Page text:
The following is the piece I originally wrote in a folder entitled 54 Hours Blog.
Created: Tuesday May 5, 2009, 10:34 a.m.
Of course all that matters is we have a healthy baby girl. This pat phrase is what many well-meaning individuals said to me for weeks after our birth experience, an epic fifty-four hour travail that included over ten hours of pushing, a botched attempt at a vacuum extractor, and then, the inevitable and very unwanted cesarean section where a nurse had to manually shove my daughter’s bruised and battered head back through my pelvic bone just so the doctor could pull her out of me at all. Then, only a few hours after her birth, I hemorrhaged: a nearly-fatal four thousand cc’s of blood gushed out of me like surges in a flooded river canyon, my blood pressure dropped to thirty over forty and nurses and doctors shouted at me to stay with them, stay with them as they pounded on my uterus and stomach while trying to save my life. I remember the baby being snatched from near my breast where she was nursing, then wailing in the corner where her father, my tired, stunned husband who was also crying, held her until a young nurse led them both out of the room. But I lived and our daughter is healthy. And of course that’s all that matters.
A little over six months later, I’m walking around and functioning like any new parent, learning each new day, enjoying my daughter’s sweet laugh, funny faces, and new discoveries, and managing to live on very little sleep. Friends and family members don’t really ask anymore about my health, physical or otherwise. But in my quiet moments, like before I fall asleep at night or when I have some private time alone with my journal, or during one very intimate moment with my husband when we made love for the first time without it hurting me inside, I cry, or, truth be told, I sob, because, despite my very best attempt at surrender, and despite my own will and abundance of physical strength, I didn’t push my baby out through my pelvis. I don’t know how other mothers who’ve given birth by cesarean section feel, but for me, having my child cut out of my abdomen has left me bereft. In the space where she should have traveled through, I feel a constant blankness, a sad unfinished length, a dark place abruptly interrupted, like a life cut short by an early death and the unanswerable question of what would have been echoes loudly as though in a large empty room.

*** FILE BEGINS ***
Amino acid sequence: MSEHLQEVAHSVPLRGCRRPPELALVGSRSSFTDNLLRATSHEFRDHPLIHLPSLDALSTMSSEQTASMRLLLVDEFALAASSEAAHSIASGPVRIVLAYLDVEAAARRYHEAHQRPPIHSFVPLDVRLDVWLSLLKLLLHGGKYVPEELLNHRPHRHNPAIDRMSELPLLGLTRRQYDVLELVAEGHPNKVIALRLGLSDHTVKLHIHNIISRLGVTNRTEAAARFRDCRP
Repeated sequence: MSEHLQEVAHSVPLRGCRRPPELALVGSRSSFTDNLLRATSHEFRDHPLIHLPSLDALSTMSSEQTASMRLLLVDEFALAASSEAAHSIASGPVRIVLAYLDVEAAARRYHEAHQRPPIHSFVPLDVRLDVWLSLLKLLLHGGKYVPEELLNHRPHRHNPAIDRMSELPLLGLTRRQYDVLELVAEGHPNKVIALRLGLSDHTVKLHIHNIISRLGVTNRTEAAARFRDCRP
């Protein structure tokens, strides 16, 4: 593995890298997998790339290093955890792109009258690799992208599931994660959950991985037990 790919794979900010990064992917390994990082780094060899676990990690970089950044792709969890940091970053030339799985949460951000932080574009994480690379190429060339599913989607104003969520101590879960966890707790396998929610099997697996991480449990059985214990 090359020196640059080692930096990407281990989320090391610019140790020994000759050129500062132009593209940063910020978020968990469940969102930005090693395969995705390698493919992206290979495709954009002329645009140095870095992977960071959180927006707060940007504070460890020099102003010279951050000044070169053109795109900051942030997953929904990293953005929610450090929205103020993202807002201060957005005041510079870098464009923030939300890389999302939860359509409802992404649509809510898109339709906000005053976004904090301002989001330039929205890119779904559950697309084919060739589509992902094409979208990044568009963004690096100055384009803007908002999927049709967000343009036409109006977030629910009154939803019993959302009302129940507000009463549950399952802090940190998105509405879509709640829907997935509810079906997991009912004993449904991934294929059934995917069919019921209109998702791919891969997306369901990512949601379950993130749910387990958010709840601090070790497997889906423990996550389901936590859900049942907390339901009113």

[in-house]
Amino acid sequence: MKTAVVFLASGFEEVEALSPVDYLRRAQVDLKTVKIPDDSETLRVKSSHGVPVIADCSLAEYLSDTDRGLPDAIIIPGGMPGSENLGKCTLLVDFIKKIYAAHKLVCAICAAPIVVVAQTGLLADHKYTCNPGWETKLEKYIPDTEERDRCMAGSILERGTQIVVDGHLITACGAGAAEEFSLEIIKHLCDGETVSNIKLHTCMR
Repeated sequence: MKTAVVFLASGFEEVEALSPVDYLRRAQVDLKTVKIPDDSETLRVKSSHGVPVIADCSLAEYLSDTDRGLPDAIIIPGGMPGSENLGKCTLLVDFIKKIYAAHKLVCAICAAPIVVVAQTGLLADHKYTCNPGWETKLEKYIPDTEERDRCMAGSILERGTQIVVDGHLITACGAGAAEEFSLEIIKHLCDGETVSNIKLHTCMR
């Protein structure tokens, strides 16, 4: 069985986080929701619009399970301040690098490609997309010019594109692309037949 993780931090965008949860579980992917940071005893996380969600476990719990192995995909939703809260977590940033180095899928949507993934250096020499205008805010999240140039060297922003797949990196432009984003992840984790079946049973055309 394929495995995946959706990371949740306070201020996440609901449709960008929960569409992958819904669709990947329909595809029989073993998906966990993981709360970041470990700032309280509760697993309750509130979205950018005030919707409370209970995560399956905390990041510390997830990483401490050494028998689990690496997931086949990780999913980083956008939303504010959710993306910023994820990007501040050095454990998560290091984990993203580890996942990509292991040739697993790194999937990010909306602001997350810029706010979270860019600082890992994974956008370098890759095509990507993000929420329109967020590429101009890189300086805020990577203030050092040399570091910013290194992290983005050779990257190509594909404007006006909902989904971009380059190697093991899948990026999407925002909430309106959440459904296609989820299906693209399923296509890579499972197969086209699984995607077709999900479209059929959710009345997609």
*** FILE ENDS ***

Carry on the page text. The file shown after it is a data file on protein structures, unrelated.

The medical world told me my daughter’s head was asynclitic, a word I’d never heard before and one, as my mother said, “was a word you wish you never had to learn.” They explained to me my baby’s head had been askew inside me, like she was pressing her ear against my cervix to listen for wolves outside the door rather than heading out soft-spot first. The sharp bump on the forward right part of her head and the red, raised, jelly-like caput from the vacuum extractor on the back left part of her head showed me exactly the angle at which her head had been tilted.
In the first raw weeks of being a mother, one afternoon while my sweet swaddled daughter napped in her crib, I looked up asynclitic, but couldn’t find the word in my dictionary. I flipped through the thin crinkly pages of my giant book and tried all kinds of different spellings, but no version of the word existed that I could find. The dreary November sun faded in the sky from my window. I cried and felt again my failure. I couldn’t even find meaning in a word.